If you could give one piece of advice to an aspiring author, what would it be?
Edit…edit…edit. I had a rotten experience with an editor when I first started out and it has made me very cautious. Never be in a hurry to get your work out and compromise on your editing. I don’t care what people may say, you are very unlikely to be able to edit it well yourself. Get a professional and if you can’t afford a professional, ensure you send it to as many beta readers as possible.
If you could invite any three authors, alive or dead, to a dinner party who would you choose and why?
Janet Evanovich, Ben Elton and Douglas Adams. What a great party that would be. Lots of laughs.
Do you have much spare time to read books? If so, what was the last book you read or what are you currently reading?
I am a speed reader and read a lot of books when I am on holiday. I have just finished reading Sylvia Massara’s book The Gay Mardi Gras Murders (a Mia Ferrari Mystery). Sylvia and I met on line. She read my books and enjoyed them so much that she asked if she could borrow Amanda Wilson for her novel. It’s nice to know that while we are both friends, so are our characters.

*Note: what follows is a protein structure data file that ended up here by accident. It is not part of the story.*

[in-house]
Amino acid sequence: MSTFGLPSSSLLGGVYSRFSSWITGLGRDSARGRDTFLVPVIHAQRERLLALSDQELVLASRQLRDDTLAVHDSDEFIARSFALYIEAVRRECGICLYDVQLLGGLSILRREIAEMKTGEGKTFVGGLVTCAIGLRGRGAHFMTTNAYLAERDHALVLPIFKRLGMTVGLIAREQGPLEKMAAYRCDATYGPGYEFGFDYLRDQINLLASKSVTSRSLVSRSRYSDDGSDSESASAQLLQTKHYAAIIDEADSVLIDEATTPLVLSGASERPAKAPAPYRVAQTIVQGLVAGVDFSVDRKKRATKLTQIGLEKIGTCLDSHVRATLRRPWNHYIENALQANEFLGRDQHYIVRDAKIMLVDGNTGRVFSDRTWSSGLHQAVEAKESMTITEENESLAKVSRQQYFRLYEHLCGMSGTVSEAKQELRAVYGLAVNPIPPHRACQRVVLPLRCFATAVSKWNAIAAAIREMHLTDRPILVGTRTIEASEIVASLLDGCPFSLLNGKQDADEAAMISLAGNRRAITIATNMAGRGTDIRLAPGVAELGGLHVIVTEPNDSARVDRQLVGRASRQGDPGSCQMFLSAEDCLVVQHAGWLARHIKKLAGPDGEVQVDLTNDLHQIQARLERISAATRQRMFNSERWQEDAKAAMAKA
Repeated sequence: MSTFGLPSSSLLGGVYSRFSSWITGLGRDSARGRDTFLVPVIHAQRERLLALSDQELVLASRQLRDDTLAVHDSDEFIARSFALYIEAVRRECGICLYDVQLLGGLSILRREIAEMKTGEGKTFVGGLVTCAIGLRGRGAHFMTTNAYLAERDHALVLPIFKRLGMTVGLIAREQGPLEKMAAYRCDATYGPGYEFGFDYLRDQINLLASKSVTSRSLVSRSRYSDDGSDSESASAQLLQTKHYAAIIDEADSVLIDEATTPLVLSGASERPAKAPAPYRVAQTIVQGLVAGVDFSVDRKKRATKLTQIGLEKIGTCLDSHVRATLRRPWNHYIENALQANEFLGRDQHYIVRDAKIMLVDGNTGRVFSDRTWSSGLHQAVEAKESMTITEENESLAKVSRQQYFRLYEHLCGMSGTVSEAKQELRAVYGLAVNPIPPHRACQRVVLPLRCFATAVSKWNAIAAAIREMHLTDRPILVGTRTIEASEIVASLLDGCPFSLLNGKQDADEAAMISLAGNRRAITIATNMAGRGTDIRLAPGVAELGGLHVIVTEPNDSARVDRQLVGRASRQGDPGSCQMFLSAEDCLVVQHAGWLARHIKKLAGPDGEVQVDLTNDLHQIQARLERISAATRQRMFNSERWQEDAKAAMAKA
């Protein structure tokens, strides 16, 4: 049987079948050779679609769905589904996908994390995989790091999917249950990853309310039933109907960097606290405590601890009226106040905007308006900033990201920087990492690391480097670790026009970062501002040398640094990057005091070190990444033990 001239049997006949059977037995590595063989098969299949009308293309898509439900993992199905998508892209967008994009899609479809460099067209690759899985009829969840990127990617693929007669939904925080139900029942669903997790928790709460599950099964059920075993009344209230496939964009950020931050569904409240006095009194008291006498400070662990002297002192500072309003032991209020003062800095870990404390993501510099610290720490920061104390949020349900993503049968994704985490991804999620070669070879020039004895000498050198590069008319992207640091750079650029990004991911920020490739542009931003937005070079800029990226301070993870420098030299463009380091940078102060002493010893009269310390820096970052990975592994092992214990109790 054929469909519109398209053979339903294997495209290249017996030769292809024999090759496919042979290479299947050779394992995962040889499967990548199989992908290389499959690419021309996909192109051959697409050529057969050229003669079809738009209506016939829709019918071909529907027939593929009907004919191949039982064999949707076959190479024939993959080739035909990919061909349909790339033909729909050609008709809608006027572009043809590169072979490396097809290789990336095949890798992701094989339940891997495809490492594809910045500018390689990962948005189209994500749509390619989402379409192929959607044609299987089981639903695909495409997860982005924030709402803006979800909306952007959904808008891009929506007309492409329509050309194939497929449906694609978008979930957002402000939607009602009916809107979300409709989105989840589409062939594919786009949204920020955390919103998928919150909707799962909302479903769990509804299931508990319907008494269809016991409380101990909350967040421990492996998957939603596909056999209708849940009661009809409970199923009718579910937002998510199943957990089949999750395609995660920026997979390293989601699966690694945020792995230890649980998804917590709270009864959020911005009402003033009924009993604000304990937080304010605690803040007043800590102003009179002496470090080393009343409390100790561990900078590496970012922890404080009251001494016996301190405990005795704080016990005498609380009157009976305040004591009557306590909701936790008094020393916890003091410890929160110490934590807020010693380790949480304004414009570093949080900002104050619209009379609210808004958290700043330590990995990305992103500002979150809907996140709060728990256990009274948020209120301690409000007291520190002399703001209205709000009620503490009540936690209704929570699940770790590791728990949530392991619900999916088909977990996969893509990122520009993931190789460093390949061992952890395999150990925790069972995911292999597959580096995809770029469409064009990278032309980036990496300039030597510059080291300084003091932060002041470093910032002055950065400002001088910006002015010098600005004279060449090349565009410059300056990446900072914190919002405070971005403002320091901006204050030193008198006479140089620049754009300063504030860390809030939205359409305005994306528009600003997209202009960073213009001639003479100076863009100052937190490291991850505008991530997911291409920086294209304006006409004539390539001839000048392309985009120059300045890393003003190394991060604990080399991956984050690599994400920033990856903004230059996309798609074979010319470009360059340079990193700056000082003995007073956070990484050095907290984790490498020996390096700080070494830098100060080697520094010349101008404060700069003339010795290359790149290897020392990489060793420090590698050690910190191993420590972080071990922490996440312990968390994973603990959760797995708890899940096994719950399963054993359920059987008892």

Do you prefer to read physical copies of books or e-books?
Physical copies, although at least with the iPad, I can read ten books on holiday and take clothes to wear instead of filling up my case with books.
Are there any books you’ve read that you wish you’d written?
Too many to mention!
If you were going to be stuck on a desert island and could only take 3 books with you, which ones would you choose?
A La Recherche de Temps Perdu by Proust. It’d take me a decade to read it all, especially if it were in original French. At least I’d be occupied for a while.
Chart Throb by Ben Elton for a laugh.
Any Jilly Cooper novel. Can I have a compendium of all her novels?
Can you describe Surfing in Stilettos in 20 words or less?
Amanda Wilson discovers that life can sometimes be a little too exciting.
Carol is running a giveaway for the duration of the blog tour, 25th March until 6th April, so you've only got a couple of days left for the chance to win one of the prizes below:
- 3 x Handmade Belgium chocolates (stilettos and handbags)
- 2 x Scotch stiletto tape dispensers in pink
- 1 x stiletto key ring
- 3 x copies of Surfing in Stilettos
To enter the giveaway click on the following link and follow the instructions:a Rafflecopter giveaway